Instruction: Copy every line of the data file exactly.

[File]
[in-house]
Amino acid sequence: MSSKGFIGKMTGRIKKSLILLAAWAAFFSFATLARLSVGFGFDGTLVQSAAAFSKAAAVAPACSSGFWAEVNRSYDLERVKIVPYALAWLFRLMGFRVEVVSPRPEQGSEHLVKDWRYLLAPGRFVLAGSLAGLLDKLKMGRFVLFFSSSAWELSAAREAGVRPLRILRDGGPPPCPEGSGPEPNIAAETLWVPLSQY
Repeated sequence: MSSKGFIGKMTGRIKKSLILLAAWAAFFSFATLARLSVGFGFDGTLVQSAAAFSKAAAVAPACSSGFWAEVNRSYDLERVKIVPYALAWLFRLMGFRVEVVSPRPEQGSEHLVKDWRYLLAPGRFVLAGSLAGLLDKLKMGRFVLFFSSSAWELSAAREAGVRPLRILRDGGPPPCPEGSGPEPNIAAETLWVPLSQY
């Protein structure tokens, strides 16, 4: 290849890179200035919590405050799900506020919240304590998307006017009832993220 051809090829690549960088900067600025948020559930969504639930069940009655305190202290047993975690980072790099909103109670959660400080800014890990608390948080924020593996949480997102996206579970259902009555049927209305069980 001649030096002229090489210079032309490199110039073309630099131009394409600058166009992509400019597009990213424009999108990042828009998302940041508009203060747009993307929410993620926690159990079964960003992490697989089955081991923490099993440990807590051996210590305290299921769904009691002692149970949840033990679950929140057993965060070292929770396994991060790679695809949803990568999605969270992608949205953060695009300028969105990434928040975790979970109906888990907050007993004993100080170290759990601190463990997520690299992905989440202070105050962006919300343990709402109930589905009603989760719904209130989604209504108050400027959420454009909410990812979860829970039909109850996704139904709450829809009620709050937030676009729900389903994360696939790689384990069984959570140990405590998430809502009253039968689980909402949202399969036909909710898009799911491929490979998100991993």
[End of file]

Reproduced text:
[in-house]
Amino acid sequence: MSSKGFIGKMTGRIKKSLILLAAWAAFFSFATLARLSVGFGFDGTLVQSAAAFSKAAAVAPACSSGFWAEVNRSYDLERVKIVPYALAWLFRLMGFRVEVVSPRPEQGSEHLVKDWRYLLAPGRFVLAGSLAGLLDKLKMGRFVLFFSSSAWELSAAREAGVRPLRILRDGGPPPCPEGSGPEPNIAAETLWVPLSQY
Repeated sequence: MSSKGFIGKMTGRIKKSLILLAAWAAFFSFATLARLSVGFGFDGTLVQSAAAFSKAAAVAPACSSGFWAEVNRSYDLERVKIVPYALAWLFRLMGFRVEVVSPRPEQGSEHLVKDWRYLLAPGRFVLAGSLAGLLDKLKMGRFVLFFSSSAWELSAAREAGVRPLRILRDGGPPPCPEGSGPEPNIAAETLWVPLSQY
């Protein structure tokens, strides 16, 4: 290849890179200035919590405050799900506020919240304590998307006017009832993220 051809090829690549960088900067600025948020559930969504639930069940009655305190202290047993975690980072790099909103109670959660400080800014890990608390948080924020593996949480997102996206579970259902009555049927209305069980 001649030096002229090489210079032309490199110039073309630099131009394409600058166009992509400019597009990213424009999108990042828009998302940041508009203060747009993307929410993620926690159990079964960003992490697989089955081991923490099993440990807590051996210590305290299921769904009691002692149970949840033990679950929140057993965060070292929770396994991060790679695809949803990568999605969270992608949205953060695009300028969105990434928040975790979970109906888990907050007993004993100080170290759990601190463990997520690299992905989440202070105050962006919300343990709402109930589905009603989760719904209130989604209504108050400027959420454009909410990812979860829970039909109850996704139904709450829809009620709050937030676009729900389903994360696939790689384990069984959570140990405590998430809502009253039968689980909402949202399969036909909710898009799911491929490979998100991993």